What is identity of illocutionary forces?

Definition

Identity of illocutionary forces is a relationship between two illocutionary forces such that when they are employed with the same propositional content, they have the same conditions for nondefective performance. The two forces thus serve the same purpose and have the same components of illocutionary force.

Source

Searle and Vanderveken 1985 82–83

What is an ideophone?

Definition

An ideophone is a member of a set of words that

  • are phonologically distinguishable from other words in a language
  • are often onomatopoeic, and
  • form one or more syntactic classes or subclasses, most typically adverbial .
Examples (Hausa)
  • Hausa adverbs have a distinctive obstruent-vowel-obstruent pattern, as in the following:

    • kaf ‘completely’
    • kas ‘specklessly’
    • kat ‘with a snapping sound’
  • Generic
    An ideophone is a kind of
    Source

    Schachter 1985 21

    What is an idiom?

    Definition

    An idiom is a multiword construction that

    • is a semantic unit whose meaning cannot be deduced from the meanings of its constituents , and
    • has a non-productive syntactic structure.
    Features
    • An idiom is a multiword expression. Individual components of an idiom can often be inflected in the same way individual words in a phrase can be inflected . This inflection usually follows the same pattern of inflection as the idiom's literal counterpart.

      Example:

      have a bee in one's bonnet

      He has bees in his bonnet.

    • An idiom behaves as a single semantic unit.

      • It tends to have some measure of internal cohesion such that it can often be replaced by a literal counterpart that is made up of a single word.

        Example:

        kick the bucket

        die

      • It resists interruption by other words whether they are semantically compatible or not.

        Example:

        pull one's leg

        *pull hard on one's leg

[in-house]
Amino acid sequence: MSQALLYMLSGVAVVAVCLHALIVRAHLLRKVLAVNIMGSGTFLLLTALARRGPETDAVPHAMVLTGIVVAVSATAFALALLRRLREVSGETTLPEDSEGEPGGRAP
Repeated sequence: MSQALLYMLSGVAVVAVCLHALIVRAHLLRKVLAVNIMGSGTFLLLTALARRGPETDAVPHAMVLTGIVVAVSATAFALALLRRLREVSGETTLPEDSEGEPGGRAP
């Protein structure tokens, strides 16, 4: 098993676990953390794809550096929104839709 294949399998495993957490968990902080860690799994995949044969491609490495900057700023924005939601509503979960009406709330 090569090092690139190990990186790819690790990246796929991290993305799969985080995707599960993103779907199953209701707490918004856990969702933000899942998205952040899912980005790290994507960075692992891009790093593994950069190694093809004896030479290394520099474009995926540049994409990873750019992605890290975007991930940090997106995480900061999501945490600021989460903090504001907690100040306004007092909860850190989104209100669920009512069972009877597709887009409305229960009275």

*pull on one's left leg

      • It resists reordering of its component parts.

        Example:

        let the cat out of the bag

        *the cat got left out of the bag

    • An idiom has a non-productive syntactic structure. Only single particular lexemes can collocate in an idiomatic construction. Substituting other words from the same generic lexical relation set will destroy the idiomatic meaning of the expression.

      Example:

      eat one's words

      *eat one's sentences

      ?swallow one's words

    Discussion

    An idiom often shows the following characteristics:

    • It is syntactically anomalous. It has an unusual grammatical structure .

      Example:

      by and large

    • It contains unique, fossilized items.

      Examples:

      to and fro fro < from = away (Scottish)

      cobweb cob < cop = spider (Middle English)

    Some linguists contend that compound words may qualify as idioms (e.g. cobweb Wood 1986 ; 93), while others maintan that an idiom must be more lexically complex Cruse 1986 .

    Nonexamples

    Idioms contrast with the following:

    • Metaphors satisfy the first requirement for an idiom, that their meaning be obscure, but not the second, that they not be productive.

      Examples:

      throw in the towel

      throw in the sponge

    • Collocates may have restricted lexical possibilities or use archaic vocabulary such that they are not productive, but their meaning is not opaque.

      Examples:

      heavy drinking

      mete out

    Generic
    Sources

    Cruse 1986; 37–39

    Crystal 1985 ;152

    Pei and Gaynor 1954; 95–96

    Mish 1991; 598

    Drysdale 1981; 114

    Wood 1986

    What is illative case?

    Definition

    Illative case is a case that expresses motion into or direction toward the referent of the noun it marks.

    Discussion

    The term illative case is used especially in studies of Finno-Ugric grammar.

    Example (Finnish)
  • talo-on ‘into the house’
  • Source:

    Lyons 1968 299

  • Generic
    Illative case is a kind of
    Sources

    Lyons 1968 299

    Gove 1966 1126

    Crystal 1985 152

    What is an illocutionary act?

    Definition

    An illocutionary act is a complete speech act, made in a typical utterance , that consists of

    Kinds
    Here are some kinds of illocutionary acts:
    Generic
    An illocutionary act is a kind of
    See also
    Source

    Searle and Vanderveken 1985 1–2

    What is an illocutionary conditional?

    Definition

    An illocutionary conditional is a complex illocutionary act that consists of

    Example (English)
  • If Carter is the next Democratic candidate, I bet you five dollars that the Republicans will win.
  • The illocutionary act of betting is performed only if the condition, that Carter is the next Democratic candidate, is true.

    Generic
    An illocutionary conditional is a kind of
    Source

    Searle and Vanderveken 1985 5

    What is an illocutionary connective?

    Definition

    An illocutionary connective is a connective that is used to join two or more illocutionary acts in one utterance .

    Example (English)
  • I will go to his house, but will he be there?
  • The word but joins two illocutionary acts: the assertion that the speaker will go to someone’s house and the question whether the person concerned will be there.